BY NATALIA KOZIKOWSKA
Forest Hills attorney and Queens Village native Munir Avery announced that he has thrown his hat in the race to replace embattled State Sen. Malcolm Smith (D-Hollis), who is still awaiting trial on corruption charges.
Avery joins challenger Clyde Vanel, a Cambria Heights attorney who finished second to Councilman I. Daneek Miller (D-St. Albans) in last year’s race to replace a term-limited Leroy Comrie.
Despite facing up to 25 years in prison on charges that he tried to rig the mayoral election, Smith also announced that he will be running for reelection.
As a long-time Southeast Queens resident, Avery, a Democrat, said he always knew he wanted to run for office, representing the district he calls home.
“I’m running because I was born and raised in the district. I love Southeast Queens and the people here,” he said. “When I visit the churches, the mosques, the synagogues and the temples, they all tell me we need a person with integrity who will provide honest, respectful representation. I am that person.”
Though this is the first time Avery is running for office, he is no stranger to the political landscape. He currently serves as counsel to Assemblyman Michael Simanowitz (D-Flushing) and is vice president of the Adlai Stevenson Regular Democratic Club.
Avery has also worked as director of constituent affairs for former councilwoman Diana Reyna and served as a representative for the 103rd Precinct under Queens DA Richard Brown – experiences he said he believes make him qualified to fill the seat.
“I have worked in legislative offices doing constituent services for quite some time and know how to help our constituents navigate the system to make sure they get the services they need,” he said.
In running for the District 14 Senate seat, Avery said he hopes that Democrats will regain control of the chamber. Although he did not mention the Senator by name, in August, Smith joined forces with the Independent Democratic Conference – a coalition designed to prevent the Senate Democratic caucus from taking power, even after winning the majority of Senate seats in last year’s elections.
“I would love to see the Democrats take over the chamber,” Avery said. “I would love to see the Democrats have their chairmanships and have their seats so we can start pushing a progressive agenda.”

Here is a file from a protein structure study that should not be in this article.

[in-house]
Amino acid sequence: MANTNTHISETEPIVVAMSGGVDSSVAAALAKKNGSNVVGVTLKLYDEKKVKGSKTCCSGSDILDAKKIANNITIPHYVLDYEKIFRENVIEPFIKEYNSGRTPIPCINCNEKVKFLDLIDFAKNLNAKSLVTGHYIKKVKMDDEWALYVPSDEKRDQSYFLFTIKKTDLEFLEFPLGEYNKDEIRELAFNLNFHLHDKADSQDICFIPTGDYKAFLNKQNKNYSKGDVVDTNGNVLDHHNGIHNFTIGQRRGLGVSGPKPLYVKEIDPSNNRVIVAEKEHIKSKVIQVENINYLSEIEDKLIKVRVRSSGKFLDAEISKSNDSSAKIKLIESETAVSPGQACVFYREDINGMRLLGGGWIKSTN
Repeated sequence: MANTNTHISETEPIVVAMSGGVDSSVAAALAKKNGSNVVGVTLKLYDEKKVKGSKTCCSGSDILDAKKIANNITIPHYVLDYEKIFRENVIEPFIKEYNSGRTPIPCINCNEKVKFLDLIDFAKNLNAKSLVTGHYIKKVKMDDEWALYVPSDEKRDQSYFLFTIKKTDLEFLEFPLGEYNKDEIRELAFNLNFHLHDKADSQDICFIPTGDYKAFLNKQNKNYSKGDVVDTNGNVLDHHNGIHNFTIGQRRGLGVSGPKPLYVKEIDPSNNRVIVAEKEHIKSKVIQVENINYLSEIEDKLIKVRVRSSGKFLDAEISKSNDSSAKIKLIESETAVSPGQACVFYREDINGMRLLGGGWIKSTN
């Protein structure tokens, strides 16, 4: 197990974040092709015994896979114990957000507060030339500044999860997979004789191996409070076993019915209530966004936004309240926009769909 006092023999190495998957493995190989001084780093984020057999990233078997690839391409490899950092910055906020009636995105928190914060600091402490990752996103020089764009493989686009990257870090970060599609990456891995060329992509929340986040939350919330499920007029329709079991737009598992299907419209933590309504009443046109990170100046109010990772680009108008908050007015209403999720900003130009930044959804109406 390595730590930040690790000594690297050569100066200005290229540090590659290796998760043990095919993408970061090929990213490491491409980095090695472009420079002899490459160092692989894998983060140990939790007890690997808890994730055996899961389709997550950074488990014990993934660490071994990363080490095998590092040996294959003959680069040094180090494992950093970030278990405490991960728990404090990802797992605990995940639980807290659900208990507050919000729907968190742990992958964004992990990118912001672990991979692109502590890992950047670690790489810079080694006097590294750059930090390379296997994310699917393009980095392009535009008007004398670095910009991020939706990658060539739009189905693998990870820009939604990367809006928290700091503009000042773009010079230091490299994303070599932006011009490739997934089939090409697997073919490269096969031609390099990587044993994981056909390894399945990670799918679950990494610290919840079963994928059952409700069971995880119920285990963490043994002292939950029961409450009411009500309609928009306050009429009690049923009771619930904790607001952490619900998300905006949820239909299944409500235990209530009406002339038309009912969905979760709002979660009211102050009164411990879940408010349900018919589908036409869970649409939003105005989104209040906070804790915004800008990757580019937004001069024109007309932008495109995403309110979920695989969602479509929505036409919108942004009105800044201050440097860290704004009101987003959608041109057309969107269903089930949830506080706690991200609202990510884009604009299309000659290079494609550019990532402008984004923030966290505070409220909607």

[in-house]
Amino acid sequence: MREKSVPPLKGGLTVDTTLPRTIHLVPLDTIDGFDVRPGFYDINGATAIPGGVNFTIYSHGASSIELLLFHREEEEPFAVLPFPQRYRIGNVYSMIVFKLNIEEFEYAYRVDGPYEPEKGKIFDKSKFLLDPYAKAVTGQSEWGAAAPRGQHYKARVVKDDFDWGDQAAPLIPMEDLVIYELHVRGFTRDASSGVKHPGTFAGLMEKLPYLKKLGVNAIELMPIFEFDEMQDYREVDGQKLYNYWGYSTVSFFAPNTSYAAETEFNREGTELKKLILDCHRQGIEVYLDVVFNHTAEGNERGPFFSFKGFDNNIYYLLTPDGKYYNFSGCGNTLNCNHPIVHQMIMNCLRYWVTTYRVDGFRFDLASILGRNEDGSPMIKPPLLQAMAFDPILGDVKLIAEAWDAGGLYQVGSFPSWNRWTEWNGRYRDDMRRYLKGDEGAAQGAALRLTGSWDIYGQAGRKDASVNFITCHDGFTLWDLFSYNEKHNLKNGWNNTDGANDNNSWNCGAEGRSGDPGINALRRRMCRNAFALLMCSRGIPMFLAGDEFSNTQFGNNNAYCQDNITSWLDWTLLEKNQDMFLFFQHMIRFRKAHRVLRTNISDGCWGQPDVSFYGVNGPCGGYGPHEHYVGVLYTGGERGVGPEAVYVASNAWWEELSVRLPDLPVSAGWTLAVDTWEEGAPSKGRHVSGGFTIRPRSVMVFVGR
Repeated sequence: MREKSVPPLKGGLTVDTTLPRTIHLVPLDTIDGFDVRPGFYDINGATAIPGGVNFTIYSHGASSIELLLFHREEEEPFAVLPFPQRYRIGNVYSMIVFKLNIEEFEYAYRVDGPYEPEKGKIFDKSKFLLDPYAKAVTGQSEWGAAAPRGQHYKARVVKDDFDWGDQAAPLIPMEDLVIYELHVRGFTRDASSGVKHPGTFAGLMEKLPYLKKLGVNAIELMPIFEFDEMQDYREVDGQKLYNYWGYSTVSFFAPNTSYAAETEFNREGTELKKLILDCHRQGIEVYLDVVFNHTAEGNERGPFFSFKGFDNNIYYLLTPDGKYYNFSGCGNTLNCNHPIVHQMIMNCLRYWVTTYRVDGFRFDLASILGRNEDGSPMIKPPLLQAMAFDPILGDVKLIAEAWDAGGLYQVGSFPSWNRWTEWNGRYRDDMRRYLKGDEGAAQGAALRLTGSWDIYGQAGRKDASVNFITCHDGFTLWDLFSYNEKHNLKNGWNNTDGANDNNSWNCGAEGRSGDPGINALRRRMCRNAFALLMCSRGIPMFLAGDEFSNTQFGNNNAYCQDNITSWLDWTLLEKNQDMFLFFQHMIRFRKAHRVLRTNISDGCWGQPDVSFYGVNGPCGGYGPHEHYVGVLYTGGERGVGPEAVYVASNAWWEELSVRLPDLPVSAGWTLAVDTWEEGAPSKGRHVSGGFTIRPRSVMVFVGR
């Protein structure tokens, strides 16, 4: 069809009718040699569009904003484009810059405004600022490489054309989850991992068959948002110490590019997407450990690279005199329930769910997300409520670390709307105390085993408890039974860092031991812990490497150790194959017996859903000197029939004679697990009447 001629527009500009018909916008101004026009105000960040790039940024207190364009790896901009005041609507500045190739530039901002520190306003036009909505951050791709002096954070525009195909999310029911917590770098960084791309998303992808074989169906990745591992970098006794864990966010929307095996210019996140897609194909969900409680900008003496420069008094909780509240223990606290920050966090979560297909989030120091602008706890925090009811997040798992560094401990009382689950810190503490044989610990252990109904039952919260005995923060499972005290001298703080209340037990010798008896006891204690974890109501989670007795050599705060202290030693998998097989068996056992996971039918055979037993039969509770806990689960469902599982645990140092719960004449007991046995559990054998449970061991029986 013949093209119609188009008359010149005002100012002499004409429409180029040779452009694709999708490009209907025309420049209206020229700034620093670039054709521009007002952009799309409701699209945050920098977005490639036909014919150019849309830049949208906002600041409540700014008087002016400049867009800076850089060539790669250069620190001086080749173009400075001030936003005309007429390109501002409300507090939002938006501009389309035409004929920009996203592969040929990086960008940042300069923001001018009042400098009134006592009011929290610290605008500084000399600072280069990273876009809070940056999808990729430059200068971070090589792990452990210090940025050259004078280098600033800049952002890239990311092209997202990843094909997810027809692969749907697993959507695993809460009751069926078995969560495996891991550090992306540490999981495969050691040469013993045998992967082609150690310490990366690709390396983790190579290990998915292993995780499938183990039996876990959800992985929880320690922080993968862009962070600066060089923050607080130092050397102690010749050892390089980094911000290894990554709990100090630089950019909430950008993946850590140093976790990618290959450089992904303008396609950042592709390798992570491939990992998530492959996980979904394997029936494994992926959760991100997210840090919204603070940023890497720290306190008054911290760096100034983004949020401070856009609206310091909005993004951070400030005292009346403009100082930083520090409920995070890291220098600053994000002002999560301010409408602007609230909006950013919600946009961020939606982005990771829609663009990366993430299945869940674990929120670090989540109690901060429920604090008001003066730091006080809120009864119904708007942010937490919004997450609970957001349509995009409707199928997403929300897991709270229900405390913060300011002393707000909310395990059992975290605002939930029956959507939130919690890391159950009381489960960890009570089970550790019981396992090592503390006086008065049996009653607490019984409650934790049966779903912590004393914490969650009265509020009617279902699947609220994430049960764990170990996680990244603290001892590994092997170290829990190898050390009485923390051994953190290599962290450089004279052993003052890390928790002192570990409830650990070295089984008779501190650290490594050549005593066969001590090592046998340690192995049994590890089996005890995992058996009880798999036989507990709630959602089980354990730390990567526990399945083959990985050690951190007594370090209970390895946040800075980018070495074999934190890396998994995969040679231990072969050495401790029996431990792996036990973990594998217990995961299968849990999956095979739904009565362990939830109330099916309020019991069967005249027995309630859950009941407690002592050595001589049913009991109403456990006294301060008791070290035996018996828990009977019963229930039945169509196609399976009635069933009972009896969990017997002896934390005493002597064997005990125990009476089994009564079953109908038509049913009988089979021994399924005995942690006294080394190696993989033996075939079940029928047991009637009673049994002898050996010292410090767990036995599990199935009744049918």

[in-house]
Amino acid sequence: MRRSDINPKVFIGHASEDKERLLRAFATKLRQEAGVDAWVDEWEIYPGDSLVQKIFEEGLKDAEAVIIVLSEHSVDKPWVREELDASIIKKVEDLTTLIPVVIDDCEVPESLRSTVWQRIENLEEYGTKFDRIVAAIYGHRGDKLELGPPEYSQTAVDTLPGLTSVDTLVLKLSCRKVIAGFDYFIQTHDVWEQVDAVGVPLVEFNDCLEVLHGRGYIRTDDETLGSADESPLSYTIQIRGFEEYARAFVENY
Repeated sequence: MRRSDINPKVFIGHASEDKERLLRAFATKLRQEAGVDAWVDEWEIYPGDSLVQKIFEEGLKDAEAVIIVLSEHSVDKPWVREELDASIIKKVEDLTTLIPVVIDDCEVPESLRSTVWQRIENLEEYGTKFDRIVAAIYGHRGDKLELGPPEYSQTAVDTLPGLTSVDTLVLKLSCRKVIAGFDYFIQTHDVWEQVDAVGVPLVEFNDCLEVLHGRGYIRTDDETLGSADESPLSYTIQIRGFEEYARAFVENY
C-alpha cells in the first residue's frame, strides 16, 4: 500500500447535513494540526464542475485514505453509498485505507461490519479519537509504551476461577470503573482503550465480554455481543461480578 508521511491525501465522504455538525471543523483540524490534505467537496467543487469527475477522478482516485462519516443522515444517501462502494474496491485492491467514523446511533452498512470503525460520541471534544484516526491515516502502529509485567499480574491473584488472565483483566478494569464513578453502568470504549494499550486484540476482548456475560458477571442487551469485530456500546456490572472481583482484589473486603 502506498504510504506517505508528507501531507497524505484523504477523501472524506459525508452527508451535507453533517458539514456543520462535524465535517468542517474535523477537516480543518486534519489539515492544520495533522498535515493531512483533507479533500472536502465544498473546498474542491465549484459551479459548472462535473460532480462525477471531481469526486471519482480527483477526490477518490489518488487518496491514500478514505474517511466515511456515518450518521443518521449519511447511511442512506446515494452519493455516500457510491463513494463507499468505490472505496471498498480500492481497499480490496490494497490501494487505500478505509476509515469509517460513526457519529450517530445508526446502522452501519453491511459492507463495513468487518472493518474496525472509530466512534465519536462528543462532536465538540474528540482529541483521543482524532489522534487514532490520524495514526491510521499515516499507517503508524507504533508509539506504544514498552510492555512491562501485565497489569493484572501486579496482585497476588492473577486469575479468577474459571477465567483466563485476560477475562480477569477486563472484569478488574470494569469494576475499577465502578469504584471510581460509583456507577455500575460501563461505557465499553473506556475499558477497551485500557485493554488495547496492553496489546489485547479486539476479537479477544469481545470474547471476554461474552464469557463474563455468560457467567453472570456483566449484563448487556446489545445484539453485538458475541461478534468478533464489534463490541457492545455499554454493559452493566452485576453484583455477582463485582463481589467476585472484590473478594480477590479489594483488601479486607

When asked about his thoughts on Smith’s decision to run for reelection in light of his scandal, Avery refrained from criticism.
“I believe that all people are innocent until proven guilty. He is still a public servant,” he said. “He has served for many years and all Americans should get involved and run and be a part of the system. That’s what makes America great and that’s what makes our democracy strong.”
If elected, Avery said that he will be primarily focused on bringing more resources into his community – especially for the youth.
“We need to make sure our schools are getting their fair share of funding. We need to end co-locations and the focus on testing. We need to start focusing on creating well-rounded, productive members of society and empowering young men and women to achieve their dream,” he said. “We need our children to have universal pre-k education. Our young people need jobs. We need more services for our young people and we need to get them involved.”
Citing his experience as an elder law attorney, Avery said he also believes there are not enough resources available for senior citizens in the district.
“There are many seniors who are being abused and neglected, so I would like to see more funding for case workers, social workers and home health aides so that we could be more proactive about going out and finding the seniors that need assistance,” he said.
Reach Natalia Kozikowska at (718)357-7400 Ext. 123 or email@example.com or @nkozikowska.